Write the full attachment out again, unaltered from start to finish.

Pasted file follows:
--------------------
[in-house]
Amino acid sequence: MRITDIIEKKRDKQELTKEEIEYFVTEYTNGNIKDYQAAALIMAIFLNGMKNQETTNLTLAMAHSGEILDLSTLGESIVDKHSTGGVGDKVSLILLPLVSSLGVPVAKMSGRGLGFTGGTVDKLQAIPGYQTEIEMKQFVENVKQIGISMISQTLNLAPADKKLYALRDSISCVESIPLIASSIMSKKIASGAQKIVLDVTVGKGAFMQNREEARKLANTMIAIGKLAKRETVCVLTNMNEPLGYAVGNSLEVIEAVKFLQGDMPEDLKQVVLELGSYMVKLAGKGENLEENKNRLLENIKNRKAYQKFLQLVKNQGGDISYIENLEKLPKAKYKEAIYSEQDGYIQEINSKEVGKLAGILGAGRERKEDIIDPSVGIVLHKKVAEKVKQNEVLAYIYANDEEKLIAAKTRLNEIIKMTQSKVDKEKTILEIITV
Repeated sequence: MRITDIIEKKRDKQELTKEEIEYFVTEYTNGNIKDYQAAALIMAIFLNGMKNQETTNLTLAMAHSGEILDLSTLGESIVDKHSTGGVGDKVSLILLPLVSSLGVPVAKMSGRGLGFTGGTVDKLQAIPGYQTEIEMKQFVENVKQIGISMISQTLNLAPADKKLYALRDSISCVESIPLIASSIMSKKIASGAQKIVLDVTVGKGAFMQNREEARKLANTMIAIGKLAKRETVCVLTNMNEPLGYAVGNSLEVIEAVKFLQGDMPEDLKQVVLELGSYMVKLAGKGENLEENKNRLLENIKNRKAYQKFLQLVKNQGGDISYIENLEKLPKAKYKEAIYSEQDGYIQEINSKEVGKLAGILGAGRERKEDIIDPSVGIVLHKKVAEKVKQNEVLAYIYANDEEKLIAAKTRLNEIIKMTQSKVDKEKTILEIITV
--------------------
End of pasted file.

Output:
[in-house]
Amino acid sequence: MRITDIIEKKRDKQELTKEEIEYFVTEYTNGNIKDYQAAALIMAIFLNGMKNQETTNLTLAMAHSGEILDLSTLGESIVDKHSTGGVGDKVSLILLPLVSSLGVPVAKMSGRGLGFTGGTVDKLQAIPGYQTEIEMKQFVENVKQIGISMISQTLNLAPADKKLYALRDSISCVESIPLIASSIMSKKIASGAQKIVLDVTVGKGAFMQNREEARKLANTMIAIGKLAKRETVCVLTNMNEPLGYAVGNSLEVIEAVKFLQGDMPEDLKQVVLELGSYMVKLAGKGENLEENKNRLLENIKNRKAYQKFLQLVKNQGGDISYIENLEKLPKAKYKEAIYSEQDGYIQEINSKEVGKLAGILGAGRERKEDIIDPSVGIVLHKKVAEKVKQNEVLAYIYANDEEKLIAAKTRLNEIIKMTQSKVDKEKTILEIITV
Repeated sequence: MRITDIIEKKRDKQELTKEEIEYFVTEYTNGNIKDYQAAALIMAIFLNGMKNQETTNLTLAMAHSGEILDLSTLGESIVDKHSTGGVGDKVSLILLPLVSSLGVPVAKMSGRGLGFTGGTVDKLQAIPGYQTEIEMKQFVENVKQIGISMISQTLNLAPADKKLYALRDSISCVESIPLIASSIMSKKIASGAQKIVLDVTVGKGAFMQNREEARKLANTMIAIGKLAKRETVCVLTNMNEPLGYAVGNSLEVIEAVKFLQGDMPEDLKQVVLELGSYMVKLAGKGENLEENKNRLLENIKNRKAYQKFLQLVKNQGGDISYIENLEKLPKAKYKEAIYSEQDGYIQEINSKEVGKLAGILGAGRERKEDIIDPSVGIVLHKKVAEKVKQNEVLAYIYANDEEKLIAAKTRLNEIIKMTQSKVDKEKTILEIITV